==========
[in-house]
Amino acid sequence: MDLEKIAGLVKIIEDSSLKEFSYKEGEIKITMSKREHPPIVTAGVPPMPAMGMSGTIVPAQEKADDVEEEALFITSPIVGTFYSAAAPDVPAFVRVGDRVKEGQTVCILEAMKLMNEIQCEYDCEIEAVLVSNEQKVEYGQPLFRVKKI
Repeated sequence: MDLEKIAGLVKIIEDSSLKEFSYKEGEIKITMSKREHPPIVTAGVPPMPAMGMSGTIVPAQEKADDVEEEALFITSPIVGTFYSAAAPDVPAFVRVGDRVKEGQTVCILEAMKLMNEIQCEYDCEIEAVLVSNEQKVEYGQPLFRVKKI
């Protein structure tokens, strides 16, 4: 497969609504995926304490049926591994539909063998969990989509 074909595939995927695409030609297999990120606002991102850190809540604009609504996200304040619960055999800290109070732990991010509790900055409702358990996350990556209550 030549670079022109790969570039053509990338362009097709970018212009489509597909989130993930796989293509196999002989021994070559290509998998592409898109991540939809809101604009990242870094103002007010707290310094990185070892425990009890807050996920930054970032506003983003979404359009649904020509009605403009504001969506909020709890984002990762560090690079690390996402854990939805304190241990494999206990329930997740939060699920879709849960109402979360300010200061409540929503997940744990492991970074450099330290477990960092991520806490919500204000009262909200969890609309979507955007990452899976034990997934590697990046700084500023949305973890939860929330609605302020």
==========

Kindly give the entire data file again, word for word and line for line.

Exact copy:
[in-house]
Amino acid sequence: MDLEKIAGLVKIIEDSSLKEFSYKEGEIKITMSKREHPPIVTAGVPPMPAMGMSGTIVPAQEKADDVEEEALFITSPIVGTFYSAAAPDVPAFVRVGDRVKEGQTVCILEAMKLMNEIQCEYDCEIEAVLVSNEQKVEYGQPLFRVKKI
Repeated sequence: MDLEKIAGLVKIIEDSSLKEFSYKEGEIKITMSKREHPPIVTAGVPPMPAMGMSGTIVPAQEKADDVEEEALFITSPIVGTFYSAAAPDVPAFVRVGDRVKEGQTVCILEAMKLMNEIQCEYDCEIEAVLVSNEQKVEYGQPLFRVKKI
């Protein structure tokens, strides 16, 4: 497969609504995926304490049926591994539909063998969990989509 074909595939995927695409030609297999990120606002991102850190809540604009609504996200304040619960055999800290109070732990991010509790900055409702358990996350990556209550 030549670079022109790969570039053509990338362009097709970018212009489509597909989130993930796989293509196999002989021994070559290509998998592409898109991540939809809101604009990242870094103002007010707290310094990185070892425990009890807050996920930054970032506003983003979404359009649904020509009605403009504001969506909020709890984002990762560090690079690390996402854990939805304190241990494999206990329930997740939060699920879709849960109402979360300010200061409540929503997940744990492991970074450099330290477990960092991520806490919500204000009262909200969890609309979507955007990452899976034990997934590697990046700084500023949305973890939860929330609605302020």